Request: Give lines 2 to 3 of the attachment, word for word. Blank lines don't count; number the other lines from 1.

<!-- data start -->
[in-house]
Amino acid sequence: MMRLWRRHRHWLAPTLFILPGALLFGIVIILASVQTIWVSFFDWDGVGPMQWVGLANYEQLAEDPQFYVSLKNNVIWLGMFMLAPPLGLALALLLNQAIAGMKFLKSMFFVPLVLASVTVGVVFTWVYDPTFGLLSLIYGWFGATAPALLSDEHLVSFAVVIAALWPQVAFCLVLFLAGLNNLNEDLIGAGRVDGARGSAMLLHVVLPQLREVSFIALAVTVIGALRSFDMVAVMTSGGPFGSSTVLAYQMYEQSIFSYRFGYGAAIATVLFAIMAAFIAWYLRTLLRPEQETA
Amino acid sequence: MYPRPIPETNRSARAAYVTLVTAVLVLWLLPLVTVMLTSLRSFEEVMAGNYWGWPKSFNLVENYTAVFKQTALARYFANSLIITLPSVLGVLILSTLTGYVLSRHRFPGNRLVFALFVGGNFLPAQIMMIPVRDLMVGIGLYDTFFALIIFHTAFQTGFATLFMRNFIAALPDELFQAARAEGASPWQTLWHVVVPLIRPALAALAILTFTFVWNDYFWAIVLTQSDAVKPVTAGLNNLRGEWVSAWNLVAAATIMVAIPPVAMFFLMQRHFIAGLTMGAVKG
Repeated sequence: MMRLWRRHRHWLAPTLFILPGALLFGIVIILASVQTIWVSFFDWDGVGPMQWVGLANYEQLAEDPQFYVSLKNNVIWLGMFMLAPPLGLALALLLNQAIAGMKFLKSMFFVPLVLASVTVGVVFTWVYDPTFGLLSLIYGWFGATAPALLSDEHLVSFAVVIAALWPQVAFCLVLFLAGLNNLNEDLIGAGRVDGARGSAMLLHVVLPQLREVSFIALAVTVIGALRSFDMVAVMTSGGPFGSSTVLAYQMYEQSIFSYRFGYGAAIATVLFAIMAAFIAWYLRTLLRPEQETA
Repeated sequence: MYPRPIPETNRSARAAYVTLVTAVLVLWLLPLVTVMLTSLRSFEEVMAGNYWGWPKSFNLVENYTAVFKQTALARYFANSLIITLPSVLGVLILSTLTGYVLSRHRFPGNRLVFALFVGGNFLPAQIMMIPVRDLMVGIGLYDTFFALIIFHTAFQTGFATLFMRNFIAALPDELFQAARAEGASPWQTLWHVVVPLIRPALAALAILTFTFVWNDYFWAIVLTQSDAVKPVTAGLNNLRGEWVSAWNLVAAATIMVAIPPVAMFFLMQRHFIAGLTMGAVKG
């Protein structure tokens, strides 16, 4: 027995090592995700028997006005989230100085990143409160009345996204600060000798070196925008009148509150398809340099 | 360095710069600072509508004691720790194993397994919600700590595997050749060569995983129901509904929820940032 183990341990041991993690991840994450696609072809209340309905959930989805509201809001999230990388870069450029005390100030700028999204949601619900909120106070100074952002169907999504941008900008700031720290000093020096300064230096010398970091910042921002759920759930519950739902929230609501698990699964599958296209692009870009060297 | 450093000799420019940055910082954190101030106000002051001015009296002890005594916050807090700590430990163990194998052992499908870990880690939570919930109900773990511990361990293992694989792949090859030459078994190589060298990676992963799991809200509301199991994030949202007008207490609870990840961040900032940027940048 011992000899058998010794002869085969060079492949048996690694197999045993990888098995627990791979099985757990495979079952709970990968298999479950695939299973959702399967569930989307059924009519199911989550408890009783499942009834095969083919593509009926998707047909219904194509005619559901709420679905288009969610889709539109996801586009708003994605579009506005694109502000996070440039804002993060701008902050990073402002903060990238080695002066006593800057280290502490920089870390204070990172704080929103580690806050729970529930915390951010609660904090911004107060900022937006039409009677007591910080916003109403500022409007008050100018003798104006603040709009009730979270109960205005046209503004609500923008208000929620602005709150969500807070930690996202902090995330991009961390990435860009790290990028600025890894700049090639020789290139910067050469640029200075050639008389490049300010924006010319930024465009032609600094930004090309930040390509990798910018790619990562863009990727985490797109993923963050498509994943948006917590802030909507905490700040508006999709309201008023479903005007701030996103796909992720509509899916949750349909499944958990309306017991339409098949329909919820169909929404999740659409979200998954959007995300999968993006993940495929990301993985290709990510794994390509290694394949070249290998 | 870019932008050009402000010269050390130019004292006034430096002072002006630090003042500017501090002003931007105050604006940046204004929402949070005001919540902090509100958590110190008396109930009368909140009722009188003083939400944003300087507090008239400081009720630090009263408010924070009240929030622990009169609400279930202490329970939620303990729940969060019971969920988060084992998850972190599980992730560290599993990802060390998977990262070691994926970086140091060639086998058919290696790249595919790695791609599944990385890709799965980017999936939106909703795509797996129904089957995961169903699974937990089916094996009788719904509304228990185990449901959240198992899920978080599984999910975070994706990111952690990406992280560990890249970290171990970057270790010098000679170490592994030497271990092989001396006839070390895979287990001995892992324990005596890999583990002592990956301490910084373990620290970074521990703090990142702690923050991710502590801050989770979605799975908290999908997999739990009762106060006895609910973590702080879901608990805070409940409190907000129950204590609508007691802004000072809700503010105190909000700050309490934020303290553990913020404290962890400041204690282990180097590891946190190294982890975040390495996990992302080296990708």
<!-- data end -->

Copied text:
Amino acid sequence: MMRLWRRHRHWLAPTLFILPGALLFGIVIILASVQTIWVSFFDWDGVGPMQWVGLANYEQLAEDPQFYVSLKNNVIWLGMFMLAPPLGLALALLLNQAIAGMKFLKSMFFVPLVLASVTVGVVFTWVYDPTFGLLSLIYGWFGATAPALLSDEHLVSFAVVIAALWPQVAFCLVLFLAGLNNLNEDLIGAGRVDGARGSAMLLHVVLPQLREVSFIALAVTVIGALRSFDMVAVMTSGGPFGSSTVLAYQMYEQSIFSYRFGYGAAIATVLFAIMAAFIAWYLRTLLRPEQETA
Amino acid sequence: MYPRPIPETNRSARAAYVTLVTAVLVLWLLPLVTVMLTSLRSFEEVMAGNYWGWPKSFNLVENYTAVFKQTALARYFANSLIITLPSVLGVLILSTLTGYVLSRHRFPGNRLVFALFVGGNFLPAQIMMIPVRDLMVGIGLYDTFFALIIFHTAFQTGFATLFMRNFIAALPDELFQAARAEGASPWQTLWHVVVPLIRPALAALAILTFTFVWNDYFWAIVLTQSDAVKPVTAGLNNLRGEWVSAWNLVAAATIMVAIPPVAMFFLMQRHFIAGLTMGAVKG